GEORGE BRIDGES | KRT CAMPUS

Figure skater Michelle Kwan became involved in Olympics controversy as she ousted 17-year-old Emily Hughes from the third spot on the U.S. roster. Kwan missed the 2006 National qualifiers due to a groin injury. ter with a third-place fi nish behind gold medalist Sasha Cohen and 16-year-old silver

medalist Kimmie Meissner. Normally, the top three fi nishers at Nationals would au-

tomatically receive spots on the Olympic team. But then Kwan came knocking at the door. Questions have arisen about whether Kwan has reached the point in her career where what used to come easy begins to become more elusive and she can’t compete at the level she was once capable of. It’s not clear that Kwan is at this point now, especially when one considers the fact that she was a U.S. Nationals champion in 2005. And yet the Nationals were not the fi rst event Kwan missed this year due to injury. In fact, it has been 10 months since Kwan skated in an Olympic-style event, which was the 2005 World Championships. At this competition, she fi nished fourth, making it the fi rst time in a decade that Kwan left Worlds without a medal. Thanks to a strained ligament in her right hip, Kwan participated in one competition this year, a TV special on Dec. 11, where she failed to land even one triple jump. In the end, Kwan’s uncertain health and lack of practice time meant little to the USFSA’s International Committee, who overwhelmingly voted in Kwan’s favor (20-3). As a result, Hughes’ thirdplace fi nish wasn’t enough, and she was made an alternate to the U.S. team, which translates into “thanks but no thanks.” Kwan’s body of work was so great that it convinced the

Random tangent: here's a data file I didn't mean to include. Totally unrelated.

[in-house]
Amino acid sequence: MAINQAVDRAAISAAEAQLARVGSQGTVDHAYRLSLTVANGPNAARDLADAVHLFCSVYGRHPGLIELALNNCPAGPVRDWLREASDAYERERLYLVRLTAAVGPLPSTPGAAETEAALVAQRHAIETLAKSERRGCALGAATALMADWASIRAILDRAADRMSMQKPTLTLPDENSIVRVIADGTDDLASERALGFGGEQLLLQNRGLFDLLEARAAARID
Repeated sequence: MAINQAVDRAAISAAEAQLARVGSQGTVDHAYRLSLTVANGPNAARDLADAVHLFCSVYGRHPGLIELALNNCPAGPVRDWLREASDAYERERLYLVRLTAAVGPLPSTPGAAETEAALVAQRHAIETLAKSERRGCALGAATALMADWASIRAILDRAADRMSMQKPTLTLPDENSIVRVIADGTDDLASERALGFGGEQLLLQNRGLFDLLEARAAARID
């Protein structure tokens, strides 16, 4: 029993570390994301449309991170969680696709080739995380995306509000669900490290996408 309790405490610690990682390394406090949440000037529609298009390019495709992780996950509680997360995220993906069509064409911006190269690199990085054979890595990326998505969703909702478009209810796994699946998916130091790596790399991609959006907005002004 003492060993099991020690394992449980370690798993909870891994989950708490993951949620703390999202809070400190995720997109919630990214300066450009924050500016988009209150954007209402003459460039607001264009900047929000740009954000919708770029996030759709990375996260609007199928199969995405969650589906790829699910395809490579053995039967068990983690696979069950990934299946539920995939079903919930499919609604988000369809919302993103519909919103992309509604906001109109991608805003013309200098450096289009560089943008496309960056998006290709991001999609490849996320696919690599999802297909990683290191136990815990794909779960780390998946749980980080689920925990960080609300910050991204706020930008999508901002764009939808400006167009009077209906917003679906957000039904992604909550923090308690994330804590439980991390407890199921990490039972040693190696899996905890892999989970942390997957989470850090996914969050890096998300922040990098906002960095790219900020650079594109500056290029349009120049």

governing body to believe that Kwan represented the greatest chance for American victory at Torino. But many wonder whether it’s worth risking Hughes’ chance to go to an Olympics to prove herself. The next Olympics will take place four years from now, when Hughes will be 21 years old and a senior in college. One has to ask what the chances are of Emily getting back to the Olympics then, and whether they are worth sacrificing a college education for. Kwan is undoubtedly one of America’s greatest skaters, as well as one of America’s greatest athletes; but does that mean she has the right to take away the possibility of Hughes’ one single chance at Olympic glory? Athletic greatness can warrant respect, applause, and admiration, but it does not warrant automatic exemption, especially when a sport’s greatest competition is in question. Granting Kwan exemption would be like granting the Yankees exemption to the World Series on the basis of Randy Johnson’s sore back, or granting the Patriots a free trip to the Super Bowl because of Tom Brady’s shoulder injury. It is the job of the athlete or team to earn their chance and make the best of the opportunity that they have been afforded. Unfortunately, as a result of this situation, we will never know what Emily would have accomplished if given the chance—and neither will she.